Friday, 28 June 2013

Politicians and Tax Reform

I note, with appreciation, the Opposition’s announcement of a white paper on tax reform, from which any government proposals for change will be put to the Australian people for their approval at the 2016 election. The fact that someone is prepared to put tax reform on the table (including the GST) for an open and frank debate is to be applauded — we welcomed the Henry Review, and the promise of a white paper to build on this is encouraging.

With regard to the GST, our political leaders, both federal and state, have pussy-footed around this issue for too long. Recent history includes: let’s review the tax system but the GST cannot be part of this discussion; and let’s look at GST distributions but not the rate or base of the tax itself.

Goods and services tax revenue is estimated to provide $51b for our state and territory governments in 2013-14. It is our third largest tax revenue stream. We currently collect 90% of our tax revenue from only 10 taxes, with an additional 115 taxes generating the remaining 10%.

Tax professionals and business have been making the case for tax reform for too long. Our world is advancing at a rate of knots and, in some cases, faster than we can adapt. Having a 21st century tax system will underpin a modern economy that will allow us to better address the global challenges of the decades ahead. Reforming our tax system will necessarily lead to productivity gains.

Tax reform is not just a discussion about increasing the GST rate. It is about reviewing our tax system, including the multitude of state and federal taxes and their efficiency, taking stock of what was promised with the introduction of GST, what our economy can afford, how our tax system can work more efficiently, what changes are necessary in our tax system to recognise the rate of change in global trade and the mechanics of those transactions, and then setting a course in which individual and business can operate with certainty. Ken Henry started this journey; now, more than ever, it needs to continue.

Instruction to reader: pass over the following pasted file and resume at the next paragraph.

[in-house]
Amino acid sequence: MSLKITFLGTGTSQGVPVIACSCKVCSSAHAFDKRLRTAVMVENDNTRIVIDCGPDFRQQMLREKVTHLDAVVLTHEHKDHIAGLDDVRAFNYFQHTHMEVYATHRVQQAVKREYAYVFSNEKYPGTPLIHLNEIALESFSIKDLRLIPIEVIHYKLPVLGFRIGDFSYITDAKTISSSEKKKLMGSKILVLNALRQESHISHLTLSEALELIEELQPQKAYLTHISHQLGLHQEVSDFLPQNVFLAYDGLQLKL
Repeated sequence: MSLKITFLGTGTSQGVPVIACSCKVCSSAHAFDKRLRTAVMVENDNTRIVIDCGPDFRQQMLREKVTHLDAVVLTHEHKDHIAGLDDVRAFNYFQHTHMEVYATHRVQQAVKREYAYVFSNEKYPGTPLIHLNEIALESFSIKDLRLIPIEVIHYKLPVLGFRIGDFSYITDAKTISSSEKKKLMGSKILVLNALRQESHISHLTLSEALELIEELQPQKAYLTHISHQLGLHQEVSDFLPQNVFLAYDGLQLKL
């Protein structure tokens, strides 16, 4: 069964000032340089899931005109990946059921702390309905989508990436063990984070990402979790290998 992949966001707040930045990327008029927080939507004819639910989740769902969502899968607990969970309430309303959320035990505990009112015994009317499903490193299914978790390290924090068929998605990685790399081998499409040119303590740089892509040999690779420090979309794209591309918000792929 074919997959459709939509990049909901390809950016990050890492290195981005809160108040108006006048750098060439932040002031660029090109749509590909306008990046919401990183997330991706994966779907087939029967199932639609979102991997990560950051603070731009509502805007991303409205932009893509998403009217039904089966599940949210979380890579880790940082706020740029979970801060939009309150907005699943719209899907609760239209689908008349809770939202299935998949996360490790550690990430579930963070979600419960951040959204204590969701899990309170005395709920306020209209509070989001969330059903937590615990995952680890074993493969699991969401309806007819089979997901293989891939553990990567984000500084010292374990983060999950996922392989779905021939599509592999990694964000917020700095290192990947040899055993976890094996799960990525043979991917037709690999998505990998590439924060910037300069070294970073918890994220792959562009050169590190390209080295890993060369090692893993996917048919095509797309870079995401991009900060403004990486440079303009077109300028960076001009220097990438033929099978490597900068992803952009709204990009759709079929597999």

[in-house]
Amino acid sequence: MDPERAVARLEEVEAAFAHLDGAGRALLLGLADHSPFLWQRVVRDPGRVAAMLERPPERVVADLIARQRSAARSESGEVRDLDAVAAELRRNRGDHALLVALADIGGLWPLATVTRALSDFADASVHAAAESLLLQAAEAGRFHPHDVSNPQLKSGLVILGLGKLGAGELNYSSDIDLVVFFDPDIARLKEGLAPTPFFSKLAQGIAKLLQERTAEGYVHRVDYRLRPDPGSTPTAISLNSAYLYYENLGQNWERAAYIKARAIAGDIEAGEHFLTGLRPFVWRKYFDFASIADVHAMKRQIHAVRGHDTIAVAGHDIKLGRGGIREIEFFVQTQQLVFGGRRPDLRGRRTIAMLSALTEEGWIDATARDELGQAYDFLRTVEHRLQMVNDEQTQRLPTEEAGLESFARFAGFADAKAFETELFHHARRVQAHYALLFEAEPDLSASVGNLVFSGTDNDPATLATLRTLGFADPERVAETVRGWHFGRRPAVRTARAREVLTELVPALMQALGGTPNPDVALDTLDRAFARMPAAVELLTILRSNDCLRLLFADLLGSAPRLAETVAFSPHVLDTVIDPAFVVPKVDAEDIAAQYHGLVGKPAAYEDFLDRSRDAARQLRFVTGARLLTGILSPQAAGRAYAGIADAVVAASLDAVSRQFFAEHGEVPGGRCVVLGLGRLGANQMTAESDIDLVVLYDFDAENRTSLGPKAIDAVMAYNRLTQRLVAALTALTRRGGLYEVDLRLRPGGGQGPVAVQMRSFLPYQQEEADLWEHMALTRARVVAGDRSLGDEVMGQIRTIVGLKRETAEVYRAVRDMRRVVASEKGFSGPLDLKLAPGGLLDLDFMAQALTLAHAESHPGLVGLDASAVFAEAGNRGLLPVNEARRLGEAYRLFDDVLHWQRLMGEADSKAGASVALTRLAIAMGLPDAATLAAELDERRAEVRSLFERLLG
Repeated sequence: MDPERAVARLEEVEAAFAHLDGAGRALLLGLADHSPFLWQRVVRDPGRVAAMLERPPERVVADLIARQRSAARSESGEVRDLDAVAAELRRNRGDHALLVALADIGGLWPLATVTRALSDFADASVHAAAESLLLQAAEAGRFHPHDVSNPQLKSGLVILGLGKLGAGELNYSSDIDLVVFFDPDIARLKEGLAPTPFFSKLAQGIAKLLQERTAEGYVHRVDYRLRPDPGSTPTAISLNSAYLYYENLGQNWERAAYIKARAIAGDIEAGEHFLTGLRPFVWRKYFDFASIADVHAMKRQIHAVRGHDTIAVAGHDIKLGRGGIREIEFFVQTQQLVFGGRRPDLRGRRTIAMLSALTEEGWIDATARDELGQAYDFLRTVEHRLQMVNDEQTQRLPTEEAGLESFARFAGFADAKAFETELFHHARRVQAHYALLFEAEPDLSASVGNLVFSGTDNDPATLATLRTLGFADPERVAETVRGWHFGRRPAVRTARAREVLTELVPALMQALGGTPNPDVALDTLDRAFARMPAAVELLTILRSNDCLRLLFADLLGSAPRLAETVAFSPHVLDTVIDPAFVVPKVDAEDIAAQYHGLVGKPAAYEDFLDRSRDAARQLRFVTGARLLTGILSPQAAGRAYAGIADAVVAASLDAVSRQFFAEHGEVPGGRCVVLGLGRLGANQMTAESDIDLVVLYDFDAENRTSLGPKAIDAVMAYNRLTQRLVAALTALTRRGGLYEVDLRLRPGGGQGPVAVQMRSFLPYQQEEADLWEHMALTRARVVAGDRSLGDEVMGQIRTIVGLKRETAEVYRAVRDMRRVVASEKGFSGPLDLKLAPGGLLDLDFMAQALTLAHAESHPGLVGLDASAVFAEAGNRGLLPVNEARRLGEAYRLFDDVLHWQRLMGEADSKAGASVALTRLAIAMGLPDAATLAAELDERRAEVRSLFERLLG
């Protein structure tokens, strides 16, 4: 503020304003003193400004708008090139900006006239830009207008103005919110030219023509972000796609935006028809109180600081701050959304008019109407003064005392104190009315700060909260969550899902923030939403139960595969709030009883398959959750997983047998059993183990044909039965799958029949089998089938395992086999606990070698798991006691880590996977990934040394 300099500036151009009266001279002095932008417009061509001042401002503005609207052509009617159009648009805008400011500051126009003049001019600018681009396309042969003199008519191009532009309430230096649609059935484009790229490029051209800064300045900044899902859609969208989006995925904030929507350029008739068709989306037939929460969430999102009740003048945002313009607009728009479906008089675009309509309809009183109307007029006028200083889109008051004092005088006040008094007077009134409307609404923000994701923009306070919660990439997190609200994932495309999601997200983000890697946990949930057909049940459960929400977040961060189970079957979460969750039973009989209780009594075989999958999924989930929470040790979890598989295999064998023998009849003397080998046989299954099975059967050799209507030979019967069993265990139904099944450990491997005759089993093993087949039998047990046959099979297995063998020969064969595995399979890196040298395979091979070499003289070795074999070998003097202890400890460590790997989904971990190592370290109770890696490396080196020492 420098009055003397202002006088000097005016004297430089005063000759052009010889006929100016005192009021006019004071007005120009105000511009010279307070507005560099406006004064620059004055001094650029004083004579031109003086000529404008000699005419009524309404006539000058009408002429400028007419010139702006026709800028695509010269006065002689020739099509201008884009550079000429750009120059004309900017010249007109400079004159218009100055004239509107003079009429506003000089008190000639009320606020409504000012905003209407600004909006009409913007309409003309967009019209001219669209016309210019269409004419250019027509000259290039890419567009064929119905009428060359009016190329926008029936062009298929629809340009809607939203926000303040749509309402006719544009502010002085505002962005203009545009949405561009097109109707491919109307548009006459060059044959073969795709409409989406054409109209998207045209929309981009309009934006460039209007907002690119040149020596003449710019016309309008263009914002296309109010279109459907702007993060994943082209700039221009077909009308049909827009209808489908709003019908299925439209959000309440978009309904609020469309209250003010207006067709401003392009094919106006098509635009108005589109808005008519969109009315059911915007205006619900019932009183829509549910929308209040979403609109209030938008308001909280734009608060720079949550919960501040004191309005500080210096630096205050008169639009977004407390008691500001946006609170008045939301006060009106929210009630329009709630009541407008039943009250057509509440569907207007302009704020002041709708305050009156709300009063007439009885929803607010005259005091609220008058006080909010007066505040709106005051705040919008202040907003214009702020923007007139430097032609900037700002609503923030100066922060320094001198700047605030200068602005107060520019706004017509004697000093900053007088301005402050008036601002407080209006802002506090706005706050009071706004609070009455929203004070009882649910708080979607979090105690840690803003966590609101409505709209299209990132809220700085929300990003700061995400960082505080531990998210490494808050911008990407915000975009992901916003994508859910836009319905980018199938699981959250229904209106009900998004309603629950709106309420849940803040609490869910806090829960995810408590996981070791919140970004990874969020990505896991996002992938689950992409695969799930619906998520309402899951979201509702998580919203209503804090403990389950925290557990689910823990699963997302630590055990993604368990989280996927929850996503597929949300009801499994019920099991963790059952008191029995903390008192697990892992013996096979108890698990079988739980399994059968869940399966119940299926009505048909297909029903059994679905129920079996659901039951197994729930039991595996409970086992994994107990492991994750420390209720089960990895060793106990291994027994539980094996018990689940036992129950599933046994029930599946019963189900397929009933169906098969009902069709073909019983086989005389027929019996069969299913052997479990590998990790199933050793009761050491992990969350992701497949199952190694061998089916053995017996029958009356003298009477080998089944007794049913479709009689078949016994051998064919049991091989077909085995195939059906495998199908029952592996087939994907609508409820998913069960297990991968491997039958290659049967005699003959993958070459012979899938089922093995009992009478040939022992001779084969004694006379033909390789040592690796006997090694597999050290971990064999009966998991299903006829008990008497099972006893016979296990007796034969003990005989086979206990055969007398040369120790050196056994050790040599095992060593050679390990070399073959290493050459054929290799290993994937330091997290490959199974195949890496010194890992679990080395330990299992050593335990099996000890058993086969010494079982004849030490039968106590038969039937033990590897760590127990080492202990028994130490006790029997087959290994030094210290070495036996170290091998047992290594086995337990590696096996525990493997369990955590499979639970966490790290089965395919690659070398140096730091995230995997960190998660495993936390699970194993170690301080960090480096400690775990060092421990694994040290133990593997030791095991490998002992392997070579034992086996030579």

Having hopped off my hobby horse, please join me in your continued support for The Tax Institute. Our team, both in our state and national offices, are working hard to provide and improve our services to you. I know each of them is working on improving your experience as a member. The external surveys we participate in continue to rank us very highly and again we welcome your feedback.

The Tax Institute has a number of continuing professional education sessions running, so please review our emails or website for opportunities to develop or maintain your tax expertise.

Stephen
Westaway
Stephen Westaway is President of the National Council at The Tax Institute.

The Tax Institute is 
Australia's leading professional association in tax. Its 13,000 members include tax agents, accountants and lawyers as well as tax practitioners in corporations, government and academia.